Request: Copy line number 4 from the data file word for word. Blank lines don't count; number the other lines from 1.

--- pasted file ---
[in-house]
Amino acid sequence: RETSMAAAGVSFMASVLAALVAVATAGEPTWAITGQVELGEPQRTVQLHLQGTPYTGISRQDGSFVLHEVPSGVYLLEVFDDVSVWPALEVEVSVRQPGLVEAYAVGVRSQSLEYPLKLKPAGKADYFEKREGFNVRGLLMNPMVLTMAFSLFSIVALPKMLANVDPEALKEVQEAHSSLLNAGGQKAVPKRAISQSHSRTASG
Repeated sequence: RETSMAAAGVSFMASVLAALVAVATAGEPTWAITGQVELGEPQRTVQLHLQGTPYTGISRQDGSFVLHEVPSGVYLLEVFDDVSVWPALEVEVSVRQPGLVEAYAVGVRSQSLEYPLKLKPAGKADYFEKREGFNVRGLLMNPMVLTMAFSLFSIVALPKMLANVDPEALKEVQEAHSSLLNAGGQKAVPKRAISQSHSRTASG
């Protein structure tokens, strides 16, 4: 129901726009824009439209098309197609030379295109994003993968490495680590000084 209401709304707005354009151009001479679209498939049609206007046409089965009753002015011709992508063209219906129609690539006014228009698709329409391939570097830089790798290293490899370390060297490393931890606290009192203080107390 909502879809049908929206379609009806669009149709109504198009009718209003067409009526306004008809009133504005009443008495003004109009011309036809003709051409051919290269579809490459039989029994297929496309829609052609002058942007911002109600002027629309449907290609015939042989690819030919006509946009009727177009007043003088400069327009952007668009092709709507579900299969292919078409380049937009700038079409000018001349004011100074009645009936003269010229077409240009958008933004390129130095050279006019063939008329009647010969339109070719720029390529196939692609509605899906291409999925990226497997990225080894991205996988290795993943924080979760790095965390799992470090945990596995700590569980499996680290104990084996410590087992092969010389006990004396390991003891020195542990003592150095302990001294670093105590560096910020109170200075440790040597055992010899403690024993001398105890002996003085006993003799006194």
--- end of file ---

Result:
């Protein structure tokens, strides 16, 4: 129901726009824009439209098309197609030379295109994003993968490495680590000084 209401709304707005354009151009001479679209498939049609206007046409089965009753002015011709992508063209219906129609690539006014228009698709329409391939570097830089790798290293490899370390060297490393931890606290009192203080107390 909502879809049908929206379609009806669009149709109504198009009718209003067409009526306004008809009133504005009443008495003004109009011309036809003709051409051919290269579809490459039989029994297929496309829609052609002058942007911002109600002027629309449907290609015939042989690819030919006509946009009727177009007043003088400069327009952007668009092709709507579900299969292919078409380049937009700038079409000018001349004011100074009645009936003269010229077409240009958008933004390129130095050279006019063939008329009647010969339109070719720029390529196939692609509605899906291409999925990226497997990225080894991205996988290795993943924080979760790095965390799992470090945990596995700590569980499996680290104990084996410590087992092969010389006990004396390991003891020195542990003592150095302990001294670093105590560096910020109170200075440790040597055992010899403690024993001398105890002996003085006993003799006194």